Let’s be part of the solution on climate change

Wednesday, October 9, 2019


In tune with the climate crisis the world is facing, we all need to take a look at the here and now in Montana. 

It’s not tomorrow or 10 years from now but right now that the effects of climate change are being felt. The average temperature has gone up; the wildlife have sounded the alarm; an example is the fish die off in the Yellowstone River. The plants have sounded the alarm, the dying of pines from lack of cold enough temperatures in winter to kill more pine bark beetles. People are also sounding the alarm. Have you noticed smoke from wildfires affecting your eyes in recent years and people with acute lung problems being told to stay indoors when the smoke from wildfires gets thicker?

There is no doubt that human actions have an influence, not only on the climate warming but the increasing rate at which the climate is warming. The climate of the earth has always been in a state of flux; however, it’s not the fact that it’s getting warmer, but the rapid rate at which the rise is occurring that is the major problem because many organisms, including humans, cannot adapt”as quickly as the climate is warming.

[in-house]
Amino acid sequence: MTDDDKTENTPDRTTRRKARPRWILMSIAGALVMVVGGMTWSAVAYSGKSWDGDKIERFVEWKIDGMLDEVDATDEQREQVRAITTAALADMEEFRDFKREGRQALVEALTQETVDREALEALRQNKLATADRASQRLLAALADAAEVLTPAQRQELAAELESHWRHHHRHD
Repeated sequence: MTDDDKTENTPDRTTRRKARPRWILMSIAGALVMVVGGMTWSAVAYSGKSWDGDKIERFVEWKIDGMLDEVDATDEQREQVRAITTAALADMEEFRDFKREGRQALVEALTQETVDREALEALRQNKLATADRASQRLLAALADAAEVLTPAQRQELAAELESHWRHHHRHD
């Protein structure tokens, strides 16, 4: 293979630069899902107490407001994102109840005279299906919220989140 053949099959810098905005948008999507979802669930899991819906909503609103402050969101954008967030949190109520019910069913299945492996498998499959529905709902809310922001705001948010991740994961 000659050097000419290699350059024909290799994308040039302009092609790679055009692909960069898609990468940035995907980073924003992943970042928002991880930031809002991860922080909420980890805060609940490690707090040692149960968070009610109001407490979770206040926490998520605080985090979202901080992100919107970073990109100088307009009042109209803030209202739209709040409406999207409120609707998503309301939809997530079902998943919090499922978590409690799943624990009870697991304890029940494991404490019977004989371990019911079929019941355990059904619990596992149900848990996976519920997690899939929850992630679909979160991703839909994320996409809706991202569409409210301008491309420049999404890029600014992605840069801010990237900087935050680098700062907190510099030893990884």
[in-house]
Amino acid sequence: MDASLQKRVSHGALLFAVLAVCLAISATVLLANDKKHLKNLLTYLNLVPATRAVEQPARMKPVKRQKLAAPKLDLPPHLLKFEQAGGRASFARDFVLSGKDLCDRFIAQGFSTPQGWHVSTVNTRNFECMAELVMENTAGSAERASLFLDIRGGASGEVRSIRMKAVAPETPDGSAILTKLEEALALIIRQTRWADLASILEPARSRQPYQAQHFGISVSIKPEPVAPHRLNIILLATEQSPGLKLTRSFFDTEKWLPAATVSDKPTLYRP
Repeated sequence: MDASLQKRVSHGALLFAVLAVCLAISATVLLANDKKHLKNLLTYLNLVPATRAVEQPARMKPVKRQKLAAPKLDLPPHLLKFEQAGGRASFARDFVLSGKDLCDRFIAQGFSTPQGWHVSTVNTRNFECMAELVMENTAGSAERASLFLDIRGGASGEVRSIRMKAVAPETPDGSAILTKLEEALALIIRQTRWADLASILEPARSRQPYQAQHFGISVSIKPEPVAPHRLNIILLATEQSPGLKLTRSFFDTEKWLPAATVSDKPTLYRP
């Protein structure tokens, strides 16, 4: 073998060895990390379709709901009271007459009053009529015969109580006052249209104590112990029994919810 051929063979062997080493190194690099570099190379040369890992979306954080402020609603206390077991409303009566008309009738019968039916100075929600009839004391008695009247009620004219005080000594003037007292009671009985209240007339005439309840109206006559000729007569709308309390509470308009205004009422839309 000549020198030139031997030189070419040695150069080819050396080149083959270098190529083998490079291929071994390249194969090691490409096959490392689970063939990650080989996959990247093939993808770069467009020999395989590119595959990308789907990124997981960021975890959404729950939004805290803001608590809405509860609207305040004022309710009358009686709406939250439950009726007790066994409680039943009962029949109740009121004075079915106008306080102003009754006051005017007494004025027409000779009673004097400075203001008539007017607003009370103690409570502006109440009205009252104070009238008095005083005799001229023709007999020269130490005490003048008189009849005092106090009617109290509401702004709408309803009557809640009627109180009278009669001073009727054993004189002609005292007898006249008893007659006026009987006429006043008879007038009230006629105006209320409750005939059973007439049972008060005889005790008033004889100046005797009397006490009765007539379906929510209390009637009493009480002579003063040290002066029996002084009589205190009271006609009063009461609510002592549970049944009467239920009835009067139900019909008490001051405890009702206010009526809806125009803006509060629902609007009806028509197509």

Scientists in Montana are also studying the effects of climate change, especially its influence on our forests, water and agriculture. Kathy Whitlock, a professor of Earth sciences at Montana State University, and Bruce Maxwell, an MSU ecologist specializing in crop science, are two of 30 scientists, water experts, economists and policy people from around the state who worked on a major report on climate change in Montana. The goal of the report, which came out in 2017 was “to inform Montanans about the state’s changing climate so that they can better plan for the future.” The scientists reported, in meetings around the state, on the “mountains of data” they used to document changes that already have happened and to show the future trends.

These scientists met with some 4,000 Montanans to talk about our changing climate. Most Montanans were very receptive to the scientists. Very few disrupters attended and when they “claimed climate change was fake, a government conspiracy,” the audience told them, “to shut up since they wanted to hear what the scientist had to say.”

Since everyone in Montana has already been affected by rapid climate change, it behooves everyone to do what they can to help alleviate the causes by using less energy for heating and cooling; by walking to the store and carrying reusable grocery bags when possible and driving less. We are all part of the problem so, to also be good stewards, we should strive to be a part of the solution.

William C. Edwards